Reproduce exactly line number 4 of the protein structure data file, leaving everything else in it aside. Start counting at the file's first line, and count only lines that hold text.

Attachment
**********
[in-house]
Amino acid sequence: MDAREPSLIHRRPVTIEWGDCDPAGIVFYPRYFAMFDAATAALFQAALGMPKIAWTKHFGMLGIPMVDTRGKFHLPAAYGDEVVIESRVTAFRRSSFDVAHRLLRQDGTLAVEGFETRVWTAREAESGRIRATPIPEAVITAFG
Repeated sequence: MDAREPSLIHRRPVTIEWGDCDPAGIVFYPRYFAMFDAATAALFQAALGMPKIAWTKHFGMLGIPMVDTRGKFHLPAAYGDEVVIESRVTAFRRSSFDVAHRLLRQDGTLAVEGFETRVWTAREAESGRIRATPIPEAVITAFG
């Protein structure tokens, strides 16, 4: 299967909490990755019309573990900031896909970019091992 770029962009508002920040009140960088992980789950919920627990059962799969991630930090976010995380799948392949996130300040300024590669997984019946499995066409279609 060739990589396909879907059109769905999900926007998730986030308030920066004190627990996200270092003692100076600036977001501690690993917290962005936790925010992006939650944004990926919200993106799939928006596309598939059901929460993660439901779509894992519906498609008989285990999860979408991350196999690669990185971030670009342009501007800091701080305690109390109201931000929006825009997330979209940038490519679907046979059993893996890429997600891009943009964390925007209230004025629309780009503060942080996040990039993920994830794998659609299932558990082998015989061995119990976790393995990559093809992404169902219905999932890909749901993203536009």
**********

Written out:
């Protein structure tokens, strides 16, 4: 299967909490990755019309573990900031896909970019091992 770029962009508002920040009140960088992980789950919920627990059962799969991630930090976010995380799948392949996130300040300024590669997984019946499995066409279609 060739990589396909879907059109769905999900926007998730986030308030920066004190627990996200270092003692100076600036977001501690690993917290962005936790925010992006939650944004990926919200993106799939928006596309598939059901929460993660439901779509894992519906498609008989285990999860979408991350196999690669990185971030670009342009501007800091701080305690109390109201931000929006825009997330979209940038490519679907046979059993893996890429997600891009943009964390925007209230004025629309780009503060942080996040990039993920994830794998659609299932558990082998015989061995119990976790393995990559093809992404169902219905999932890909749901993203536009």